Festival du Voyageur is designed to bring lots of fun entertainment and great events every day. That being said, different days and nights bring different opportunities. The weekdays are much quieter than the weekends, where you can expect to have to line up for some of the more popular tents and/or venues.
How much does Festival du Voyageur cost?
There are multiple options for going to Festival du Voyageur. You can attend during a specific day or evening, or purchase a pass that will allow you to attend whatever day or evening you’d like, as many times as you’d like. Special events also cost extra, even if you have a pass.
We highly recommend purchasing a Park Pass if you plan on spending a few days exploring the festival. The Park Pass gives you full access to Voyageur Park from Friday, February 17, from 6 pm until Sunday, February 26.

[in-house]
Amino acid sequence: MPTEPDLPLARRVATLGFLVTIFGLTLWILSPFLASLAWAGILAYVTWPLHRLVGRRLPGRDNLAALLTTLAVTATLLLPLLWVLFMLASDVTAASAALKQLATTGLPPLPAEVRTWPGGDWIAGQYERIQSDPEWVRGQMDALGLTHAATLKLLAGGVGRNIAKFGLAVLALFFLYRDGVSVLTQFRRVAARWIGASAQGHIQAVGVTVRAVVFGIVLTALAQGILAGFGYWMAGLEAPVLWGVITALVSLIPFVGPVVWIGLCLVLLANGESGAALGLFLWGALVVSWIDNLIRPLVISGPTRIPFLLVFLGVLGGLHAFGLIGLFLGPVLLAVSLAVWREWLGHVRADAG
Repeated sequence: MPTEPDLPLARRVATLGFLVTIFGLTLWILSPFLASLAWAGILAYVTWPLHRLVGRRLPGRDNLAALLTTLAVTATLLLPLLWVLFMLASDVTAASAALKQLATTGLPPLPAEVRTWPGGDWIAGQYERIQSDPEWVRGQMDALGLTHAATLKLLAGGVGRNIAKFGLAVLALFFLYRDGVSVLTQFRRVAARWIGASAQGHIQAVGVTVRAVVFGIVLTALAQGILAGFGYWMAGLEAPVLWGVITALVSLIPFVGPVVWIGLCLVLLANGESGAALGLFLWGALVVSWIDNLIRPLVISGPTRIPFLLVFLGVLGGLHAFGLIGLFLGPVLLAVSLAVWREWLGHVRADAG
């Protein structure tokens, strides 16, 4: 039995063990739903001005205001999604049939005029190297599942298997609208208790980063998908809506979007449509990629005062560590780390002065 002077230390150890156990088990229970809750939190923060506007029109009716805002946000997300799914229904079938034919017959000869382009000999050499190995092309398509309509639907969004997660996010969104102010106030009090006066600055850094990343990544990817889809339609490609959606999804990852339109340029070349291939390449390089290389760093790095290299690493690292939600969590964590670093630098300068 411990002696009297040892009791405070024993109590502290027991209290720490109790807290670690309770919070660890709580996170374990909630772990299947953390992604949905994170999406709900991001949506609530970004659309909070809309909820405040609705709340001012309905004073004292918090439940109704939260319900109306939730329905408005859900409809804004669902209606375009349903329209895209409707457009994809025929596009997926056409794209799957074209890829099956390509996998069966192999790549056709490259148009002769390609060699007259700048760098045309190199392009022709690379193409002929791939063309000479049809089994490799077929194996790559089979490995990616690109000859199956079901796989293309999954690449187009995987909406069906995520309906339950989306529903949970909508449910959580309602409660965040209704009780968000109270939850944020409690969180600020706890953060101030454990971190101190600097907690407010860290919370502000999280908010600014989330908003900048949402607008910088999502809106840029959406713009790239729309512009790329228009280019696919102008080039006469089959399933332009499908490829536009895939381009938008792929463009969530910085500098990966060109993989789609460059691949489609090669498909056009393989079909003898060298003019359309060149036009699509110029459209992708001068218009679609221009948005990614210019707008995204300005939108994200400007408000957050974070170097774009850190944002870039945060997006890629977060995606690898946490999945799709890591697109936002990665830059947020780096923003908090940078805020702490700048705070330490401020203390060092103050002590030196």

Prices for the Park Pass are as follows for 2023:
- Adults: $95
- Teens (13-17) and Seniors (65+): $65
- Youth (6-12): $25
- Children 5 and under are free
The prices are lower if you only want to attend for one day. While they vary depending on the specific day as well as the time of day you attend, you can expect to pay somewhere between $25 to $35 per adult. Check out all of the prices and ticket options here, which also allows you to purchase admission for shows at the Centre Culturel Franco-Manitobain (CCFM). Many of the other venues accept payment at the door.
How do you buy tickets for Festival du Voyageur?
You can buy tickets for the festival online. As of February 3, passes will not be sent out by mail. Until February 17 at 3 pm, pick up your pass at the Festival du Voyageur office (233 Provencher Blvd). After February 17, you can pick them up at Whittier Park (Voyageur Park).
What can you do at Festival du Voyageur?